Latest News

How to Identify Carpet Moths, Eggs and Larvae

Friday, August 12, 2016

There are two species of carpet moth found in the UK; the Carpet/ Tapestry Moth (Trichophaga Tapetzella) and the Case-Bearing Carpet Moth (Tinea Pellionella). Neither species is as common indoors as it used to be, as indoor temperatures tend to be too high for them these days due to central heating.

However, having these moths in your home can cause severe damage to your carpets and other items. Here are a few tips on how to identify them.

Carpet/ Tapestry Moth

The carpet/ tapestry moth is found worldwide, and adult moths tend to be seen from April to October, although this can vary depending on geographical location. They are very small moths, with a wingspan of typically 14 - 18mm.

The adult carpet/ tapestry moth has a very distinctive appearance, with a dark grey-brown stripe across the top of the body which stretches halfway down their forewings. The rest of the body and the hind wings are a very pale grey-beige.

The larvae are more difficult to spot as they can change colour depending on what they eat; they are often the same colour as your carpet as a result of ingesting the dye. It is the larvae that eat your carpets, not the adult moths.

Carpet/ tapestry moths tend to lay their eggs in the darkest patches of your carpet, such as under furniture, behind curtains or by skirting boards.

The carpet/ tapestry moth does not only feed on carpet, but will also eat clothing, fur, animal skin and any textiles or upholstery made of natural fibres. If you have them in your home you are likely to notice threadbare patches at the edge and corners of your carpets.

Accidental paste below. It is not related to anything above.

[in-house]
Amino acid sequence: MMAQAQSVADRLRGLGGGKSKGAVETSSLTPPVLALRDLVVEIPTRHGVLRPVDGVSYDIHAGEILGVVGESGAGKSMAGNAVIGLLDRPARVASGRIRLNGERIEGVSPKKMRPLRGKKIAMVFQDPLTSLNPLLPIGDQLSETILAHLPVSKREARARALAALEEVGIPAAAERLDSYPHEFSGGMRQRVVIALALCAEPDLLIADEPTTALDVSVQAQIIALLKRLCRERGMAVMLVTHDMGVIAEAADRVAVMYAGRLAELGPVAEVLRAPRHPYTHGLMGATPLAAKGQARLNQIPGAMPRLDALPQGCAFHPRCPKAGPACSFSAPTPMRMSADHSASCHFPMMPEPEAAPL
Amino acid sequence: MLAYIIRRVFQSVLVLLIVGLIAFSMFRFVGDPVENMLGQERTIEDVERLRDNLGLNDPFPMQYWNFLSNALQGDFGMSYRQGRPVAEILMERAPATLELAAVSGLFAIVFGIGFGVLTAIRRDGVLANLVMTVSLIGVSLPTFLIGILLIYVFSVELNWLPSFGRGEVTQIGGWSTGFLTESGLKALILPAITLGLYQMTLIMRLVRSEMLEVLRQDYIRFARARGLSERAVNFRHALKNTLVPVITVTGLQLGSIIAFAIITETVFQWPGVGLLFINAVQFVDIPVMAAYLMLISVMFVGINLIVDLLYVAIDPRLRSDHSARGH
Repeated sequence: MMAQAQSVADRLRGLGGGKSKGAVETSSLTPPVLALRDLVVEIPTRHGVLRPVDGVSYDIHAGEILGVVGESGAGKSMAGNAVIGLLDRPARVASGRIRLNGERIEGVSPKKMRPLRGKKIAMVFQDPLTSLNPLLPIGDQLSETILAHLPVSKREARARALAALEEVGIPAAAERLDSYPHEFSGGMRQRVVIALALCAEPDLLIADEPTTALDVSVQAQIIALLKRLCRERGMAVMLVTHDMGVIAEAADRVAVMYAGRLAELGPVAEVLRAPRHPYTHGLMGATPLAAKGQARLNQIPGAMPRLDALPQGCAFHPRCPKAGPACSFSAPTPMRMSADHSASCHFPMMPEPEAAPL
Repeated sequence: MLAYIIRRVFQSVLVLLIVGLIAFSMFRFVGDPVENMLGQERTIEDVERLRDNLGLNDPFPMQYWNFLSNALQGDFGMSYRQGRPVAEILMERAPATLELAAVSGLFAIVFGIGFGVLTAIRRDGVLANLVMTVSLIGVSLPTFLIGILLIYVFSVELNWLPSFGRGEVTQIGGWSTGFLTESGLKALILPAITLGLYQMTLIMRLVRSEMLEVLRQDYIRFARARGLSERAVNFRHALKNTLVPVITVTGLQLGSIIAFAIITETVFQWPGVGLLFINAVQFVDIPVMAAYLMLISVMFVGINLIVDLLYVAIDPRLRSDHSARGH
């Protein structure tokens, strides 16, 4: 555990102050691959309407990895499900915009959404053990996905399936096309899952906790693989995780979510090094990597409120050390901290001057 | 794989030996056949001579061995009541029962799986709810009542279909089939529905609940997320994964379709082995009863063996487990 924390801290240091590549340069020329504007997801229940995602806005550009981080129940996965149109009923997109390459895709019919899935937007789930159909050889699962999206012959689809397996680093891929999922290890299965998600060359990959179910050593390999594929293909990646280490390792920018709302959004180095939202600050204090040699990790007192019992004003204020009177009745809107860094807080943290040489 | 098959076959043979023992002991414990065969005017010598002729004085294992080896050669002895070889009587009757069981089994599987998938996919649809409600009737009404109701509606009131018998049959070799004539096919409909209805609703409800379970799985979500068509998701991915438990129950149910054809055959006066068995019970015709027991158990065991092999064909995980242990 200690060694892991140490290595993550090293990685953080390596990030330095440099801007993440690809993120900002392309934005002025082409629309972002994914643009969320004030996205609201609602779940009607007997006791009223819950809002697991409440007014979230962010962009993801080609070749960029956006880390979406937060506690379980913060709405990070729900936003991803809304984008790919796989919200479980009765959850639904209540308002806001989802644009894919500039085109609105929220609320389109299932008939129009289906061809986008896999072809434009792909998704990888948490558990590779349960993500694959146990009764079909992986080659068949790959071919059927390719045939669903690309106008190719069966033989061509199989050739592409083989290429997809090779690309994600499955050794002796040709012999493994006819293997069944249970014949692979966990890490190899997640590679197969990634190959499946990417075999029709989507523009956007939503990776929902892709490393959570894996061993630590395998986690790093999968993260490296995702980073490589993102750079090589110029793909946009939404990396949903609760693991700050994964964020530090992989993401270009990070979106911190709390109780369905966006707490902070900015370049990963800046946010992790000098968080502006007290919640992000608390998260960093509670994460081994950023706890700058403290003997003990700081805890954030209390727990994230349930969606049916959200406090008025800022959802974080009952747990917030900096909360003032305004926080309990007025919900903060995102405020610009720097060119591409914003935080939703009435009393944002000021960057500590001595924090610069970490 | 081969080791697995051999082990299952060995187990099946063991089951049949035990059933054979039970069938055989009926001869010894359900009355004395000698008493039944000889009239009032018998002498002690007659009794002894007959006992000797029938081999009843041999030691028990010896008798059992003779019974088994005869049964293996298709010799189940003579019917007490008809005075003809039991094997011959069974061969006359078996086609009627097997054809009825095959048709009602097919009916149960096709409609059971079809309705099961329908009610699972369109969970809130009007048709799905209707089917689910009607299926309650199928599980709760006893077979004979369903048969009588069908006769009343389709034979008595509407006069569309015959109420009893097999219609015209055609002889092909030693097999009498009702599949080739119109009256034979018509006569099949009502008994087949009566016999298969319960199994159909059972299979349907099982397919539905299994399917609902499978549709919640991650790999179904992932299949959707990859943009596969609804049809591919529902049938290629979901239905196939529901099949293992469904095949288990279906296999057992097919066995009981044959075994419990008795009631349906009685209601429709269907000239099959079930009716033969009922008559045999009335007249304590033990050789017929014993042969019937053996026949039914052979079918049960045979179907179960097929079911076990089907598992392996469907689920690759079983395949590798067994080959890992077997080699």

Case-Bearing Carpet Moth

The adult case-bearing carpet moth is approximately 5mm in length, and has yellowish-brown forewings with three darker dots on each wing. Their hind wings are pale grey and are fringed with hair.

Case-bearing carpet moth eggs are whitish in colour. Their larvae are more distinctive as they are opaque white with brown heads; however, the grub weaves a silken case around itself as it grows, which seals when it is large enough so the grub can pupate. A case containing a pupating grub looks like a grain of rice and is likely to be found in dark corners or under furniture.

If you think you have either species in your home, and would like further advice on identification and control, please give us a no-obligation call on 01635 250 852.

Did you find this article useful/ helpful/ interesting? Perhaps you know someone who would enjoy reading it?
Here's the full link:-

Contact Us

  • Fast response
  • Full trained to industry standard
  • Guaranteed
  • We cover: Berkshire, Hampshire, Wiltshire and Oxfordshire

Recent Posts